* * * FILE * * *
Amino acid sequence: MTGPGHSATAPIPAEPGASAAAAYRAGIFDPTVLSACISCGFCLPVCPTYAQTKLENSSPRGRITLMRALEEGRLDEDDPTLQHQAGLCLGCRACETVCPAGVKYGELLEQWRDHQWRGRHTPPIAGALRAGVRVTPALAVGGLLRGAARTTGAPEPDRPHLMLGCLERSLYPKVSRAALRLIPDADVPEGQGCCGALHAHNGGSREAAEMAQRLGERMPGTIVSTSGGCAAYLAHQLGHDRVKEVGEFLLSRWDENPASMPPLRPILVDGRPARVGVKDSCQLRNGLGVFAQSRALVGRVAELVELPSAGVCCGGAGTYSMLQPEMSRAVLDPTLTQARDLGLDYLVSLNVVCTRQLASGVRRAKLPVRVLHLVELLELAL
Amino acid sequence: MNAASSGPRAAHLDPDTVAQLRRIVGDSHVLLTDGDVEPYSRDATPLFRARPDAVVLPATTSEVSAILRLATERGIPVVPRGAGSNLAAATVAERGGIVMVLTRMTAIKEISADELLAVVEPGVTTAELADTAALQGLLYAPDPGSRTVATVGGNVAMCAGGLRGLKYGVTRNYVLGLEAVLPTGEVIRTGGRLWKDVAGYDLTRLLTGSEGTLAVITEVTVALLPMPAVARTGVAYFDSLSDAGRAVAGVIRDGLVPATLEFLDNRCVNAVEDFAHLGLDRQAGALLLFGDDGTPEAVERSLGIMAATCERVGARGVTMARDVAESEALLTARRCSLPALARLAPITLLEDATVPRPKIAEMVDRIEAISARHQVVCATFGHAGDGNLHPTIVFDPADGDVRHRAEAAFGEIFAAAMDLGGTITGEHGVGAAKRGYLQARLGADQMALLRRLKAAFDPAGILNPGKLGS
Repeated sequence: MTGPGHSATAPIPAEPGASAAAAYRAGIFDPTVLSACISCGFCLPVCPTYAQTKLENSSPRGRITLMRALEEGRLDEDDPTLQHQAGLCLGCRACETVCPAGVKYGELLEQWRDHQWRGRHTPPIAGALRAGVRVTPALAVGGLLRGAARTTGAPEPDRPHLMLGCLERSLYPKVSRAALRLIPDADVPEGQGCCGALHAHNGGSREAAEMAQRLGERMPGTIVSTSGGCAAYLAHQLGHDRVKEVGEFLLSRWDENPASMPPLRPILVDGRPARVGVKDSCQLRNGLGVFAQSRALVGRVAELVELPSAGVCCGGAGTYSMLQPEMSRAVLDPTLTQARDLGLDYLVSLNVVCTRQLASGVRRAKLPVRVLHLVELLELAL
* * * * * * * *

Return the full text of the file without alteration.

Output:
Amino acid sequence: MTGPGHSATAPIPAEPGASAAAAYRAGIFDPTVLSACISCGFCLPVCPTYAQTKLENSSPRGRITLMRALEEGRLDEDDPTLQHQAGLCLGCRACETVCPAGVKYGELLEQWRDHQWRGRHTPPIAGALRAGVRVTPALAVGGLLRGAARTTGAPEPDRPHLMLGCLERSLYPKVSRAALRLIPDADVPEGQGCCGALHAHNGGSREAAEMAQRLGERMPGTIVSTSGGCAAYLAHQLGHDRVKEVGEFLLSRWDENPASMPPLRPILVDGRPARVGVKDSCQLRNGLGVFAQSRALVGRVAELVELPSAGVCCGGAGTYSMLQPEMSRAVLDPTLTQARDLGLDYLVSLNVVCTRQLASGVRRAKLPVRVLHLVELLELAL
Amino acid sequence: MNAASSGPRAAHLDPDTVAQLRRIVGDSHVLLTDGDVEPYSRDATPLFRARPDAVVLPATTSEVSAILRLATERGIPVVPRGAGSNLAAATVAERGGIVMVLTRMTAIKEISADELLAVVEPGVTTAELADTAALQGLLYAPDPGSRTVATVGGNVAMCAGGLRGLKYGVTRNYVLGLEAVLPTGEVIRTGGRLWKDVAGYDLTRLLTGSEGTLAVITEVTVALLPMPAVARTGVAYFDSLSDAGRAVAGVIRDGLVPATLEFLDNRCVNAVEDFAHLGLDRQAGALLLFGDDGTPEAVERSLGIMAATCERVGARGVTMARDVAESEALLTARRCSLPALARLAPITLLEDATVPRPKIAEMVDRIEAISARHQVVCATFGHAGDGNLHPTIVFDPADGDVRHRAEAAFGEIFAAAMDLGGTITGEHGVGAAKRGYLQARLGADQMALLRRLKAAFDPAGILNPGKLGS
Repeated sequence: MTGPGHSATAPIPAEPGASAAAAYRAGIFDPTVLSACISCGFCLPVCPTYAQTKLENSSPRGRITLMRALEEGRLDEDDPTLQHQAGLCLGCRACETVCPAGVKYGELLEQWRDHQWRGRHTPPIAGALRAGVRVTPALAVGGLLRGAARTTGAPEPDRPHLMLGCLERSLYPKVSRAALRLIPDADVPEGQGCCGALHAHNGGSREAAEMAQRLGERMPGTIVSTSGGCAAYLAHQLGHDRVKEVGEFLLSRWDENPASMPPLRPILVDGRPARVGVKDSCQLRNGLGVFAQSRALVGRVAELVELPSAGVCCGGAGTYSMLQPEMSRAVLDPTLTQARDLGLDYLVSLNVVCTRQLASGVRRAKLPVRVLHLVELLELAL